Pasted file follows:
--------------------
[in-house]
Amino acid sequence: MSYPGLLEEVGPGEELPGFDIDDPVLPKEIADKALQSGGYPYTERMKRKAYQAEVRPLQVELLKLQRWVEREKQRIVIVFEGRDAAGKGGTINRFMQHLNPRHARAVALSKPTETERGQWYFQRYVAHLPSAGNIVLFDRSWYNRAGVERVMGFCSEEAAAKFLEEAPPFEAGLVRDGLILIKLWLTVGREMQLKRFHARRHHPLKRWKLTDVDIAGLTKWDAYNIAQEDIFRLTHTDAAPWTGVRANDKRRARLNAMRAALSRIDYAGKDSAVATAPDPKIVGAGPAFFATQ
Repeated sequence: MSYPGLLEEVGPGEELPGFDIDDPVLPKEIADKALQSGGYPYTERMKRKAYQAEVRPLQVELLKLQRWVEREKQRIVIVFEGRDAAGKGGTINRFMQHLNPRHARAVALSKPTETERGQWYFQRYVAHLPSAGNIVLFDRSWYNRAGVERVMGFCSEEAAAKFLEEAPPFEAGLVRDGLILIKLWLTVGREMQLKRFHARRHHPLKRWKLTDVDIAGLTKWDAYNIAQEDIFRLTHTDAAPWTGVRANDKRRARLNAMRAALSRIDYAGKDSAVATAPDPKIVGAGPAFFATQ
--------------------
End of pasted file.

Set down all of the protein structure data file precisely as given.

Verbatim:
[in-house]
Amino acid sequence: MSYPGLLEEVGPGEELPGFDIDDPVLPKEIADKALQSGGYPYTERMKRKAYQAEVRPLQVELLKLQRWVEREKQRIVIVFEGRDAAGKGGTINRFMQHLNPRHARAVALSKPTETERGQWYFQRYVAHLPSAGNIVLFDRSWYNRAGVERVMGFCSEEAAAKFLEEAPPFEAGLVRDGLILIKLWLTVGREMQLKRFHARRHHPLKRWKLTDVDIAGLTKWDAYNIAQEDIFRLTHTDAAPWTGVRANDKRRARLNAMRAALSRIDYAGKDSAVATAPDPKIVGAGPAFFATQ
Repeated sequence: MSYPGLLEEVGPGEELPGFDIDDPVLPKEIADKALQSGGYPYTERMKRKAYQAEVRPLQVELLKLQRWVEREKQRIVIVFEGRDAAGKGGTINRFMQHLNPRHARAVALSKPTETERGQWYFQRYVAHLPSAGNIVLFDRSWYNRAGVERVMGFCSEEAAAKFLEEAPPFEAGLVRDGLILIKLWLTVGREMQLKRFHARRHHPLKRWKLTDVDIAGLTKWDAYNIAQEDIFRLTHTDAAPWTGVRANDKRRARLNAMRAALSRIDYAGKDSAVATAPDPKIVGAGPAFFATQ